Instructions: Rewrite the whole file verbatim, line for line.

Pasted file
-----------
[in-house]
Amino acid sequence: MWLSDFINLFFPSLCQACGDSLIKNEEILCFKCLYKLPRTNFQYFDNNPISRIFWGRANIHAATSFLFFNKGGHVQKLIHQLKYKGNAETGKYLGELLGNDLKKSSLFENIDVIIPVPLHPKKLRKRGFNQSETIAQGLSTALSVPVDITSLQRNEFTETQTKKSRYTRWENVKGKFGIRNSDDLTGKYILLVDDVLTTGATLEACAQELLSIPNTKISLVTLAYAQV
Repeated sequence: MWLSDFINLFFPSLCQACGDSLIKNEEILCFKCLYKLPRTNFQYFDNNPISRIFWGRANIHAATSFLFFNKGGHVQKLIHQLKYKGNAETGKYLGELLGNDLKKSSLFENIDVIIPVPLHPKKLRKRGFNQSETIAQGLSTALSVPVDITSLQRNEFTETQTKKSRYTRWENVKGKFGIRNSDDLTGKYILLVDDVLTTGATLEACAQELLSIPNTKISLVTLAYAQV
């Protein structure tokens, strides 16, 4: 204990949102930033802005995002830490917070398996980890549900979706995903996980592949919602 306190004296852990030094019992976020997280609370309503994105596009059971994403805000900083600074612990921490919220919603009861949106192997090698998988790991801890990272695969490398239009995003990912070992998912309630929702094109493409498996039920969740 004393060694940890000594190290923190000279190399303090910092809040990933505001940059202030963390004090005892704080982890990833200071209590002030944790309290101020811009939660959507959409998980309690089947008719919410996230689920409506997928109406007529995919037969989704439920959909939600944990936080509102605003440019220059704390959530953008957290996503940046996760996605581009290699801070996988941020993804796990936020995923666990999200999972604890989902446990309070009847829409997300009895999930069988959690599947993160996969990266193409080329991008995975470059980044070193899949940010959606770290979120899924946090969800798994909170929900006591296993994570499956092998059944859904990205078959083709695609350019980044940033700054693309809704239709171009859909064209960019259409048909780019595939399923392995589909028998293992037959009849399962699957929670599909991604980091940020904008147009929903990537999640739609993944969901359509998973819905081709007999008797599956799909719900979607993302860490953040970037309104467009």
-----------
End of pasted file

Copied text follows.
[in-house]
Amino acid sequence: MWLSDFINLFFPSLCQACGDSLIKNEEILCFKCLYKLPRTNFQYFDNNPISRIFWGRANIHAATSFLFFNKGGHVQKLIHQLKYKGNAETGKYLGELLGNDLKKSSLFENIDVIIPVPLHPKKLRKRGFNQSETIAQGLSTALSVPVDITSLQRNEFTETQTKKSRYTRWENVKGKFGIRNSDDLTGKYILLVDDVLTTGATLEACAQELLSIPNTKISLVTLAYAQV
Repeated sequence: MWLSDFINLFFPSLCQACGDSLIKNEEILCFKCLYKLPRTNFQYFDNNPISRIFWGRANIHAATSFLFFNKGGHVQKLIHQLKYKGNAETGKYLGELLGNDLKKSSLFENIDVIIPVPLHPKKLRKRGFNQSETIAQGLSTALSVPVDITSLQRNEFTETQTKKSRYTRWENVKGKFGIRNSDDLTGKYILLVDDVLTTGATLEACAQELLSIPNTKISLVTLAYAQV
């Protein structure tokens, strides 16, 4: 204990949102930033802005995002830490917070398996980890549900979706995903996980592949919602 306190004296852990030094019992976020997280609370309503994105596009059971994403805000900083600074612990921490919220919603009861949106192997090698998988790991801890990272695969490398239009995003990912070992998912309630929702094109493409498996039920969740 004393060694940890000594190290923190000279190399303090910092809040990933505001940059202030963390004090005892704080982890990833200071209590002030944790309290101020811009939660959507959409998980309690089947008719919410996230689920409506997928109406007529995919037969989704439920959909939600944990936080509102605003440019220059704390959530953008957290996503940046996760996605581009290699801070996988941020993804796990936020995923666990999200999972604890989902446990309070009847829409997300009895999930069988959690599947993160996969990266193409080329991008995975470059980044070193899949940010959606770290979120899924946090969800798994909170929900006591296993994570499956092998059944859904990205078959083709695609350019980044940033700054693309809704239709171009859909064209960019259409048909780019595939399923392995589909028998293992037959009849399962699957929670599909991604980091940020904008147009929903990537999640739609993944969901359509998973819905081709007999008797599956799909719900979607993302860490953040970037309104467009």